Nicole shares her thoughts on being able to exercise if you suffer with chronic fatigue symdrome.

Nicole Nichols, SparkPeople
Thyroid Nation

It’s important for people with chronic fatigue syndrome (CFS) to work in conjunction with their health care providers to start a healthy, reasonable exercise program. Physical activity should be gentle and should be increased slowly over time (in terms of frequency, intensity and duration). Some good examples include yoga, Tai Chi, Pilates, walkingstretching, light strength training and water exercise (ie: Aqua Zumba).

Let your doctor or physiotherapist be your guide when starting a fitness program. Here are some general suggestions:

  • Gradually work up to three workouts per week. If your body allows.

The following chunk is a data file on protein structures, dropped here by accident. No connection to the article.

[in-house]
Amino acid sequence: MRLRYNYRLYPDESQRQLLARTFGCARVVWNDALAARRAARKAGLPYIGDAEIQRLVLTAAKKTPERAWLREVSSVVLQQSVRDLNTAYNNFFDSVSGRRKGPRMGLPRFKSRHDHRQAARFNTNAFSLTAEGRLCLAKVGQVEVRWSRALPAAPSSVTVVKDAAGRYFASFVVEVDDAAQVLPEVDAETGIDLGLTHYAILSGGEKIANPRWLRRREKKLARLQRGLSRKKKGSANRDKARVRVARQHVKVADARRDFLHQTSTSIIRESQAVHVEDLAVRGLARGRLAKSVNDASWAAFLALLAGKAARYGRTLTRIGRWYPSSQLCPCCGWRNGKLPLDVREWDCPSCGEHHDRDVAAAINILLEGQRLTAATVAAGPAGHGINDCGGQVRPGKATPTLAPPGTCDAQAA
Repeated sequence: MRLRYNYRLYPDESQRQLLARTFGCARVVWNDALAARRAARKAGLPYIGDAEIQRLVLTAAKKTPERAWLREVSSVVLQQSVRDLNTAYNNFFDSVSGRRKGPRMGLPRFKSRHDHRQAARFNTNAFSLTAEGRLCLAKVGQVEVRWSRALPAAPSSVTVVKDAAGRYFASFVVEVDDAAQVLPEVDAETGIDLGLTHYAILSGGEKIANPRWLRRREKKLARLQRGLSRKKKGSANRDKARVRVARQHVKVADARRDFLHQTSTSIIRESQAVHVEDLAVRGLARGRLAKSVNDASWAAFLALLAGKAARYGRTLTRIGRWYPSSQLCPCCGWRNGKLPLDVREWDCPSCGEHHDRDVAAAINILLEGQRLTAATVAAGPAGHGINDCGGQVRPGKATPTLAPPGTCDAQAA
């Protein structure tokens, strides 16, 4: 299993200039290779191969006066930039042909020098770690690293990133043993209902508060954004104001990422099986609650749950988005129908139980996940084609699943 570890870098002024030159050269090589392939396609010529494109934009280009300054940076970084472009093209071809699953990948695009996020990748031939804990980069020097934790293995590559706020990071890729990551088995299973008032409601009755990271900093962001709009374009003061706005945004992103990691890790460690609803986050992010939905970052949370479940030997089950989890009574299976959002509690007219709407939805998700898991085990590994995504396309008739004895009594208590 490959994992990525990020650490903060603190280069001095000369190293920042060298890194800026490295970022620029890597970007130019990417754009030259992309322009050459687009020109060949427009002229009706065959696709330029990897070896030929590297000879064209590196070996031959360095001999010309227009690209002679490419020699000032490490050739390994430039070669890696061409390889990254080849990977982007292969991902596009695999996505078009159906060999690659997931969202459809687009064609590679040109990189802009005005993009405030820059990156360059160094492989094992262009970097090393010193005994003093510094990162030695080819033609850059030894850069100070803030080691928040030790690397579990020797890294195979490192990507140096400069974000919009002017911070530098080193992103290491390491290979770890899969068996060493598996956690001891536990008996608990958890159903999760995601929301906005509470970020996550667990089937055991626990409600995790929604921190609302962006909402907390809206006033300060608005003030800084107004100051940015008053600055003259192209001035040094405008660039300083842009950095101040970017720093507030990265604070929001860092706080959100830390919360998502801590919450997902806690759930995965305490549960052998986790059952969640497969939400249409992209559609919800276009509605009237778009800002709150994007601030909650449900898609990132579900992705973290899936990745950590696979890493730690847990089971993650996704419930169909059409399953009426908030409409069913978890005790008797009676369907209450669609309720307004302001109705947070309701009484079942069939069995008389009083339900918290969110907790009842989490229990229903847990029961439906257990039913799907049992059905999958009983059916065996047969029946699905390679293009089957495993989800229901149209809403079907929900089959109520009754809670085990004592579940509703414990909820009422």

• Listen to your body.
  • Exercise will be trial and error. Try to learn from your experiences. For example, if walking for 15 minutes worsens your symptoms, try walking for five minutes and see how that goes. It may be helpful to record your exercises and how you feel in a journal.
    • Remember to only start an exercise program after your doctor says it’s okay. Hopefully he or she can also help monitor your symptoms and offer suggestions.

About the Author

bph_nicoleNicole Nichols, C.P. T. is a certified personal trainer and fitness instructor with a bachelor’s degree in health education, Nicole loves living a healthy and fit lifestyle and helping others do the same. Nicole was formerly SparkPeople’s fitness expert and editor-in-chief, known on the site as “Coach Nicole.” Make sure to explore more of her articles and blog posts.

This article was originally published on ThyroidNation.com August 31, 2015.

Questions or anything to add about different chronic fatigue and exercise? We want your thoughts in the comments section–Please!

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